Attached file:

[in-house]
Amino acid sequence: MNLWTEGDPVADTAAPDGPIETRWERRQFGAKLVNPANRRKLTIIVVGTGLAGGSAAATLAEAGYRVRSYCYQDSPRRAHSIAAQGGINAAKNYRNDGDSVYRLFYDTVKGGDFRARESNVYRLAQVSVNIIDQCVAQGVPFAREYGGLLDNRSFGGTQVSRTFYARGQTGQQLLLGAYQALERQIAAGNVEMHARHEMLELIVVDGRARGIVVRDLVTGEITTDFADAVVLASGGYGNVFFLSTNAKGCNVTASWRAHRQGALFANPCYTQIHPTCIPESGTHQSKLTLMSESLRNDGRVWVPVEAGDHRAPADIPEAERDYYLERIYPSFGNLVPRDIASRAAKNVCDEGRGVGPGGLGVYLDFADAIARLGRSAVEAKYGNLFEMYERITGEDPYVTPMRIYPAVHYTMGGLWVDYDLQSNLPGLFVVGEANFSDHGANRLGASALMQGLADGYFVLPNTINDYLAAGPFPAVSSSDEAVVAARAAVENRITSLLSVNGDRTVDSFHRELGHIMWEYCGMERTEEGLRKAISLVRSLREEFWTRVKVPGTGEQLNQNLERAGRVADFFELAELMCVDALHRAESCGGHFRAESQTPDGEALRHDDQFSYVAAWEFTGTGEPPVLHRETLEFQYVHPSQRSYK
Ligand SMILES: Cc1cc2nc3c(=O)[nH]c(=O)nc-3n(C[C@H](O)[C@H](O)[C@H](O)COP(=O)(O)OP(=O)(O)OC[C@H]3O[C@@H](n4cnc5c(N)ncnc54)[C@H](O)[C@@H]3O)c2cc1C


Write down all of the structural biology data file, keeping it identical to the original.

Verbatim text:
[in-house]
Amino acid sequence: MNLWTEGDPVADTAAPDGPIETRWERRQFGAKLVNPANRRKLTIIVVGTGLAGGSAAATLAEAGYRVRSYCYQDSPRRAHSIAAQGGINAAKNYRNDGDSVYRLFYDTVKGGDFRARESNVYRLAQVSVNIIDQCVAQGVPFAREYGGLLDNRSFGGTQVSRTFYARGQTGQQLLLGAYQALERQIAAGNVEMHARHEMLELIVVDGRARGIVVRDLVTGEITTDFADAVVLASGGYGNVFFLSTNAKGCNVTASWRAHRQGALFANPCYTQIHPTCIPESGTHQSKLTLMSESLRNDGRVWVPVEAGDHRAPADIPEAERDYYLERIYPSFGNLVPRDIASRAAKNVCDEGRGVGPGGLGVYLDFADAIARLGRSAVEAKYGNLFEMYERITGEDPYVTPMRIYPAVHYTMGGLWVDYDLQSNLPGLFVVGEANFSDHGANRLGASALMQGLADGYFVLPNTINDYLAAGPFPAVSSSDEAVVAARAAVENRITSLLSVNGDRTVDSFHRELGHIMWEYCGMERTEEGLRKAISLVRSLREEFWTRVKVPGTGEQLNQNLERAGRVADFFELAELMCVDALHRAESCGGHFRAESQTPDGEALRHDDQFSYVAAWEFTGTGEPPVLHRETLEFQYVHPSQRSYK
Ligand SMILES: Cc1cc2nc3c(=O)[nH]c(=O)nc-3n(C[C@H](O)[C@H](O)[C@H](O)COP(=O)(O)OP(=O)(O)OC[C@H]3O[C@@H](n4cnc5c(N)ncnc54)[C@H](O)[C@@H]3O)c2cc1C